Why your summer might be full of mosquitoes, according to a scientist
As you pack your bags for the cottage or campground this weekend, don't forget to bring light clothes with long sleeves—and a truckload or two of insect repellent.
Spring has come and gone, so welcome to mosquito season.
How much we enjoy summer in North America depends a lot on how many mosquitoes there are waiting for us outside. Their bites are itchy and their drone annoying, but there's also concern that mosquitoes carrying dangerous diseases are knocking on our door.
So what makes some years worse than others?
Is it a good year for mosquitoes?
You don't have to be an entomologist (a.k.a. an insect scientist) to notice that the mosquito population size can vary from year to year and place to place.
Last June, I couldn't set foot outside my Ottawa home without being bitten. Meanwhile, Winnipeg was experiencing its lowest mosquito count in four decades.
This year is far from mosquito-free, but I can at least enjoy peace for about 10 minutes before they find me.
What causes mosquito populations to balloon and shrink? In short, it's a combination of weather and climate —mosquitoes are very sensitive to their environment.
Temperature and rainfall are two major predictors of mosquito abundance, and this is for a good reason: These two factors have a massive effect on their survival and ability to reproduce.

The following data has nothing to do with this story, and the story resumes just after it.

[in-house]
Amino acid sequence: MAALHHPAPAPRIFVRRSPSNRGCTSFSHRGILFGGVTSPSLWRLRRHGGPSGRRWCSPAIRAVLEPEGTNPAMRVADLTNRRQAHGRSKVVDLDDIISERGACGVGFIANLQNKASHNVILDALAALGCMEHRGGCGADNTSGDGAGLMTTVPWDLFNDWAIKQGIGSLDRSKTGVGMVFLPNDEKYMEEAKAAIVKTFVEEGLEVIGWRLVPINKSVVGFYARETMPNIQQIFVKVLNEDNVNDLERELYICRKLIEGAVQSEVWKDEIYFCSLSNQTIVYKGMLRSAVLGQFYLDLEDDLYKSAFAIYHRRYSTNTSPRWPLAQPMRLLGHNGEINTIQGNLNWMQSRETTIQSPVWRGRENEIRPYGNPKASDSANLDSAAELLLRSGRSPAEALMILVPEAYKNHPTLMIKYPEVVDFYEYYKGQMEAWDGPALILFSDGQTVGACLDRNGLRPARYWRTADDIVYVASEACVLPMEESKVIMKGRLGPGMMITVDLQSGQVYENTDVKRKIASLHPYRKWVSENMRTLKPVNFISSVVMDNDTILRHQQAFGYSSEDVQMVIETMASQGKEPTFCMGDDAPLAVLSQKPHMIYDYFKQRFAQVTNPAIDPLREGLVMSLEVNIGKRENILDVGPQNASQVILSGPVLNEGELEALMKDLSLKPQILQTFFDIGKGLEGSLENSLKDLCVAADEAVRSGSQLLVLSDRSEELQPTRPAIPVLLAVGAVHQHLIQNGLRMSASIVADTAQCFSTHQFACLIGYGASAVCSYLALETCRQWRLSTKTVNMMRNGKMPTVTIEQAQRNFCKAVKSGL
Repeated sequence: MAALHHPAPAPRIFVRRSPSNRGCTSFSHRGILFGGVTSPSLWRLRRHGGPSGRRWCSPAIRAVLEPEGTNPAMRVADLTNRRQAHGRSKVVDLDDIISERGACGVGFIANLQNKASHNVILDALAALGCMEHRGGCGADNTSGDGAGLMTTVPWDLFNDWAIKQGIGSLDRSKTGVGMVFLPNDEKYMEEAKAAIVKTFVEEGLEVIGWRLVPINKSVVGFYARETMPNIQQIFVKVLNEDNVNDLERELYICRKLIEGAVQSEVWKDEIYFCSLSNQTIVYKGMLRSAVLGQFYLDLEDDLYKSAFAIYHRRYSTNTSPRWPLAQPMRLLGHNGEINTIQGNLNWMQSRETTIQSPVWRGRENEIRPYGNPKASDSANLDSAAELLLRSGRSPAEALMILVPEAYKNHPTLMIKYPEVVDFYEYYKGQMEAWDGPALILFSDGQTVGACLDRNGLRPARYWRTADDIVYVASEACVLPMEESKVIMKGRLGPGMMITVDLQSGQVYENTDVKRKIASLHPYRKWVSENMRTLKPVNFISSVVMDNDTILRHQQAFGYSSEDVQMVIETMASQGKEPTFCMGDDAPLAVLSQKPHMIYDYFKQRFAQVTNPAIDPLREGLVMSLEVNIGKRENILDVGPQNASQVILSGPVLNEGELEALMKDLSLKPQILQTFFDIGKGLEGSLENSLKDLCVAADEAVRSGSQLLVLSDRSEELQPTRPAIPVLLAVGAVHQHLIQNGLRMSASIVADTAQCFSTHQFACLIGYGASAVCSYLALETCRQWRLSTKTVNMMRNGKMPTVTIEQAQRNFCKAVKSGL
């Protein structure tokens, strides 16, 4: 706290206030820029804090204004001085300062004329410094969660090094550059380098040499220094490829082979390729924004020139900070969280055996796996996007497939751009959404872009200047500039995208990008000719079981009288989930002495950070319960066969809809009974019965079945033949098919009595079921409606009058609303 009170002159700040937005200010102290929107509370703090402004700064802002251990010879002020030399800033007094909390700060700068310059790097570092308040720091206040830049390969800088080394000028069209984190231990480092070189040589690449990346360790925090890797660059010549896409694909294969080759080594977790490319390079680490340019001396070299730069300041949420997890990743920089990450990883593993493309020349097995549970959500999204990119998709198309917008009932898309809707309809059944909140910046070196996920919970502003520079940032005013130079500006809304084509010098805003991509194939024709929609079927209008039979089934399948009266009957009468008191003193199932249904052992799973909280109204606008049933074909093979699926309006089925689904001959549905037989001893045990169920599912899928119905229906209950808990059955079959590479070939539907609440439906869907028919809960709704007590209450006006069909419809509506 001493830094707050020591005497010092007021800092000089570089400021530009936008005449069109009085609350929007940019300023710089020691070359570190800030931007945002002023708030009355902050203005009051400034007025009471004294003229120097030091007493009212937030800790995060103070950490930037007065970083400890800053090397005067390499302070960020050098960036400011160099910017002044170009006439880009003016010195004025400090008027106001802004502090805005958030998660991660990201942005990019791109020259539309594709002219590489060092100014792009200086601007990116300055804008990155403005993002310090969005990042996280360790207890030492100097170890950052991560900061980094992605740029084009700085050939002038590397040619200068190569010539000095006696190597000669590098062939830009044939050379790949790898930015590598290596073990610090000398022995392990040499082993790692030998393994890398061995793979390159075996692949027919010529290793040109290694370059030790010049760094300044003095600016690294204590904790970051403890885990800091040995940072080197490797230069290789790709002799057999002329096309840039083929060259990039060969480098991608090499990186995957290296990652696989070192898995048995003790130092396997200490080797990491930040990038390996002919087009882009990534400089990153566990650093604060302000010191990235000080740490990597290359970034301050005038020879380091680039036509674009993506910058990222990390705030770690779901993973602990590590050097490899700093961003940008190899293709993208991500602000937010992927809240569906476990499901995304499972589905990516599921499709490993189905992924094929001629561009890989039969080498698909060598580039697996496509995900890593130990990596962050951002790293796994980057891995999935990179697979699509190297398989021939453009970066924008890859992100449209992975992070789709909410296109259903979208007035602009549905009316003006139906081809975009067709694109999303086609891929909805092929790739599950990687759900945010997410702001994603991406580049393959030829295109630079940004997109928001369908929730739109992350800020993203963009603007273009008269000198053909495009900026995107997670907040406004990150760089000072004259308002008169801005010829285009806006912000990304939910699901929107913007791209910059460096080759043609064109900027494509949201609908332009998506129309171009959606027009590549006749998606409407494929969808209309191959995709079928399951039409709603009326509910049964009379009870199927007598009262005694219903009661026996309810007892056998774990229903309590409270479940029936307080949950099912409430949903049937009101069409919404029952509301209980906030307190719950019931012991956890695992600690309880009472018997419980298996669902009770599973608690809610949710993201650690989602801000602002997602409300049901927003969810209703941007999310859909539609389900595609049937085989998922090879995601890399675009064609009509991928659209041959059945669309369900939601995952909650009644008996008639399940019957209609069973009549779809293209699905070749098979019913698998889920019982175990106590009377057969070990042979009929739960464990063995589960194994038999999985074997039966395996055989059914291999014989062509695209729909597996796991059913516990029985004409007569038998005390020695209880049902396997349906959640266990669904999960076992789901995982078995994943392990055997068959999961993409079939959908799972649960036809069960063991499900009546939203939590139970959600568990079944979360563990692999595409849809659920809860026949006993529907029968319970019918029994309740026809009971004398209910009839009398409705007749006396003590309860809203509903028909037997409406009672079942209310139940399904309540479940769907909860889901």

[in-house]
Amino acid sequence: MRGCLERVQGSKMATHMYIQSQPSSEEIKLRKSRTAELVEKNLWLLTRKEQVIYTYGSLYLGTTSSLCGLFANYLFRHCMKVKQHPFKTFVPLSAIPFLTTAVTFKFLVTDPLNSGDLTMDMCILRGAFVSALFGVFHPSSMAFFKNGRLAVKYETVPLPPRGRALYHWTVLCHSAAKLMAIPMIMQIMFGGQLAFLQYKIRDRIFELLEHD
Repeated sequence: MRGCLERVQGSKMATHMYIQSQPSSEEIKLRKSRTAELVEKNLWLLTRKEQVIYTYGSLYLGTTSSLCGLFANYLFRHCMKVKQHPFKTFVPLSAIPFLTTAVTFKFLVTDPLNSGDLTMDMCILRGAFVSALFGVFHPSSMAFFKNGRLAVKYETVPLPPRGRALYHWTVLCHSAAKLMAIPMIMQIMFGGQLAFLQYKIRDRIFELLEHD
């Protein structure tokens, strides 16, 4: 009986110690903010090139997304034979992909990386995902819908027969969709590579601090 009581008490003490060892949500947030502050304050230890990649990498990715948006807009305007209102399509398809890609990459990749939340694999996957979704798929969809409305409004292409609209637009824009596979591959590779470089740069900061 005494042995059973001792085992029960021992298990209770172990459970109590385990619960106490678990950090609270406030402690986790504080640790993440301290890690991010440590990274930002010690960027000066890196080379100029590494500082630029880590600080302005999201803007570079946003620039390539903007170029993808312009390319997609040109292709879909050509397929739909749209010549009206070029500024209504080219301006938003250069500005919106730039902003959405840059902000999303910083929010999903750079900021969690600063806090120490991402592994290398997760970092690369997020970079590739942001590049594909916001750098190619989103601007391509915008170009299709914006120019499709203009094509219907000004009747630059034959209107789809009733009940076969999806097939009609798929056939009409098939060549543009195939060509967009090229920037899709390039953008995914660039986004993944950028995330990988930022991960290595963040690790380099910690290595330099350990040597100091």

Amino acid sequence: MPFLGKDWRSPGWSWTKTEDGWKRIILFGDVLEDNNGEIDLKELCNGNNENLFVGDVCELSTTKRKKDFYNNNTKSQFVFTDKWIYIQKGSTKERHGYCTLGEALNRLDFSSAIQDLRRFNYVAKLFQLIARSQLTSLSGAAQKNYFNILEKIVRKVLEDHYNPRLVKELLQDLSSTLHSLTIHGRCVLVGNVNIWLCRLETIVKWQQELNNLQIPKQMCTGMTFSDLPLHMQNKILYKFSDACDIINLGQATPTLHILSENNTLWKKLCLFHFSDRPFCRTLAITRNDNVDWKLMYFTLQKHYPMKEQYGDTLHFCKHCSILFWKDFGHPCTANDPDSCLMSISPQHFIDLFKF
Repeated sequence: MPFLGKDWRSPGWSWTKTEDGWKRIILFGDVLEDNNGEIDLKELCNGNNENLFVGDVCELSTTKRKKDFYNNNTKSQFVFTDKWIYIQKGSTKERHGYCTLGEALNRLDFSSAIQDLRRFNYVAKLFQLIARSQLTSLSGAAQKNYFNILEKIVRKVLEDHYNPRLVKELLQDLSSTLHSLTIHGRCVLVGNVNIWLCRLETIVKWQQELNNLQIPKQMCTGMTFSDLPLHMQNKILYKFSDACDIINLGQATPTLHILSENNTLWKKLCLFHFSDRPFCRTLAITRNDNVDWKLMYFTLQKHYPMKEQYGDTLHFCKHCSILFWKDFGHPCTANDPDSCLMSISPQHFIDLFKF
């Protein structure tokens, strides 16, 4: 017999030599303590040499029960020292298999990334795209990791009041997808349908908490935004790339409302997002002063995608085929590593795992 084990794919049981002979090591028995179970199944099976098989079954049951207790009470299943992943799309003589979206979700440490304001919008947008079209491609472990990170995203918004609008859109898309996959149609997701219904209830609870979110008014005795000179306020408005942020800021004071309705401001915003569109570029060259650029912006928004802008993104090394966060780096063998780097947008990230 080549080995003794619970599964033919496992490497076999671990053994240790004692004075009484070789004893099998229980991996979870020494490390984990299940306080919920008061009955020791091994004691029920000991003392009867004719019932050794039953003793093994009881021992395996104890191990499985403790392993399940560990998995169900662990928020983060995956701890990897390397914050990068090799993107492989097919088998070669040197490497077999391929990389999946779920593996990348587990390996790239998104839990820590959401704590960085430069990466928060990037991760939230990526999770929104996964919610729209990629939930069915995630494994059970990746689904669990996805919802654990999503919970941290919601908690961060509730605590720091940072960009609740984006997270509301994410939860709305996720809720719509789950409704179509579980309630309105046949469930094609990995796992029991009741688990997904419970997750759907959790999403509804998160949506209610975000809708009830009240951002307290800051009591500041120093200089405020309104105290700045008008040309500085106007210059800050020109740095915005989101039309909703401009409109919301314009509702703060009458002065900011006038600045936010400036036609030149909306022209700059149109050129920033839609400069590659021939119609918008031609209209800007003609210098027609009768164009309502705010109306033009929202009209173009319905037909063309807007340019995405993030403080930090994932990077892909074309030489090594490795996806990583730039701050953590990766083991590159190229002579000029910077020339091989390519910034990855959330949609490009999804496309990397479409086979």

How much it rains at one time, when it rains, how long a cold or warm spell lasted and when it happened all matter when it comes to predicting what kind of mosquito season lies ahead.
Mosquitoes like it warm and wet
Mosquitoes, like most insects, are cold-blooded, or ectothermic. Unlike us, their body temperature closely matches the temperature of the environment (air or water) around them. If it is cold outside, they are cold. If it is warm outside, they are warm. Any time spent outside of their comfort zone can slow or stop their development or even cause them to be injured and die.
In order for most mosquito larvae to grow, temperatures need to be above a threshold, which varies, depending on the species, but is typically around seven to 16 degrees Celsius.
Since the larvae are entirely aquatic, they also need a source of standing water (like your flower pot) that will remain until they are ready to emerge as adults.
This means cold or dry conditions that hit at the right time during larval development in the spring or summer can drastically reduce the number of adult mosquitoes looking for a meal a week or two later.
Human hunters, disease spreaders
We love to hate mosquitoes, but the vast majority of mosquito species do not directly impact our lives.
Mosquitoes, like most insects, are outrageously diverse: There are more than 3,000 species of mosquitoes buzzing about on this planet, and only a handful of those species actively hunt humans.
And even then, only female mosquitoes feed on blood. The much more reasonable males instead drink flower nectar.
Unfortunately, some of these mosquito species are also far from being just a mild annoyance, as they can carry dangerous diseases. In Canada and the United States, we often hear about the threat of West Nile virus, which is carried by local mosquito species and can lead to serious health complications like coma and paralysis in a minority of cases.